At CNN, I propose a way for Republicans to handle Hagel.
Republicans face two decisions about the nomination of Chuck Hagel as secretary of defense: how to vote and whether to filibuster.
The vote decision should be easy: Nay, and for three reasons:
1) Hagel's history of contentious comments about the policies of the state of Israel is not merely obnoxious. That record will also severely impede his effectiveness in his portfolio. Israel is the United States' most capable strategic partner in the world's most turbulent region. Successful U.S. policy requires effective cooperation with Israel. In the 1990-91 Gulf War, Saddam Hussein attempted to wreck the U.S.-led alliance to rescue Kuwait by firing missiles at Israel. The United States asked Israel not to retaliate. This was an extraordinary and excruciating request. It's impossible to imagine the United States exercising similar restraint. Yet Israel complied.
Israel complied on that occasion -- and dozens of others -- because of the deep trust and respect between Israel and the United States. The Hagel nomination will strain that trust and complicate U.S. policy.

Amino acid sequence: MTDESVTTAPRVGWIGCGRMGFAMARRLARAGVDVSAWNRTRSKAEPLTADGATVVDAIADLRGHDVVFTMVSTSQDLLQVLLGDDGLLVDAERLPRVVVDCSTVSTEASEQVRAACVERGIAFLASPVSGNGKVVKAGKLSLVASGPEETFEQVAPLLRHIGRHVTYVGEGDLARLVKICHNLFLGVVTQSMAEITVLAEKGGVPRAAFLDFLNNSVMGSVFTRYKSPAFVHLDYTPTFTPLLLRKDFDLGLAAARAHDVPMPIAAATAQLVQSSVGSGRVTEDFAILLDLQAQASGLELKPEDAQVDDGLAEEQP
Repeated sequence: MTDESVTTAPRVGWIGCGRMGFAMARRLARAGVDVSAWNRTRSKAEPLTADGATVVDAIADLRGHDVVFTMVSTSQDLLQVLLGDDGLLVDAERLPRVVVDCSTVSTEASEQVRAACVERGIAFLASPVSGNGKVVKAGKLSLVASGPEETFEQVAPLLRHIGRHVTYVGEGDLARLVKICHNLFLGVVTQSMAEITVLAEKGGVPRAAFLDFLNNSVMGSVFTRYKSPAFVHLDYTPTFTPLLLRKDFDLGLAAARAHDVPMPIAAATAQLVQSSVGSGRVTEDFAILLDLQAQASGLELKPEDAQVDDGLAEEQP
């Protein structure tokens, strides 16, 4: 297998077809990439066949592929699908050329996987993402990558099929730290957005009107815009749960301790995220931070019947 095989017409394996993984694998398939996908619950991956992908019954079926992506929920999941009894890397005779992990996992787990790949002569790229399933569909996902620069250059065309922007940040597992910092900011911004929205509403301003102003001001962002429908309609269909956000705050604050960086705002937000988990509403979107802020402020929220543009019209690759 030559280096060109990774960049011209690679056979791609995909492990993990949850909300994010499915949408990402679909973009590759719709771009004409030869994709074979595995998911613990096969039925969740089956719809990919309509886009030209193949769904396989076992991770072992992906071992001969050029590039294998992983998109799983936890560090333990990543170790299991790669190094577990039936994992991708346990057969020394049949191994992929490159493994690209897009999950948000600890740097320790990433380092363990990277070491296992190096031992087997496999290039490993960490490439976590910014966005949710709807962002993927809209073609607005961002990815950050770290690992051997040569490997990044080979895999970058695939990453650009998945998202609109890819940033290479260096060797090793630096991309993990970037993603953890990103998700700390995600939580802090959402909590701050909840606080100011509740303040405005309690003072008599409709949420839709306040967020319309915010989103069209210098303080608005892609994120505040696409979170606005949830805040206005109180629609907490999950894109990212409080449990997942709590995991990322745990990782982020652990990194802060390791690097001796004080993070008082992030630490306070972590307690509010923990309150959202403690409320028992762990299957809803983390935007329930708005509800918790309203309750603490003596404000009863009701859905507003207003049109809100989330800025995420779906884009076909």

2) Hagel has put himself on record during the Bush administration, opposing a U.S. strike against Iranian nuclear facilities. It's not a problem that he thinks that way. It is a very big problem that he has spoken that way. Remember, the Obama administration insists that "all options are on the table" against Iran. It's important that the Iranians believe that. Appointing a secretary of defense who has already stated his opposition to the use of force severely corrodes the credibility of U.S. threats of force.
3) The next secretary of defense will preside over the steepest build-down of U.S. forces since the end of the Korean War. Reducing forces while preserving strength will present a daunting managerial challenge. Nothing in Hagel's career suggests he is equal to the task; and Hagel's underwhelming confirmation hearing strongly suggests he will not be equal to it. I can't remember any previous Cabinet appointee who handed in so dismaying a performance under senatorial questioning. Secretary of defense is too important a job for a man who has himself raised so many doubts about his basic competence.
Of course, the Democratic majority holds the votes to confirm Hagel even if Republicans unanimously vote "nay." The only way Republicans can stop the nomination is by filibuster. Should they? My answer to that is again: No.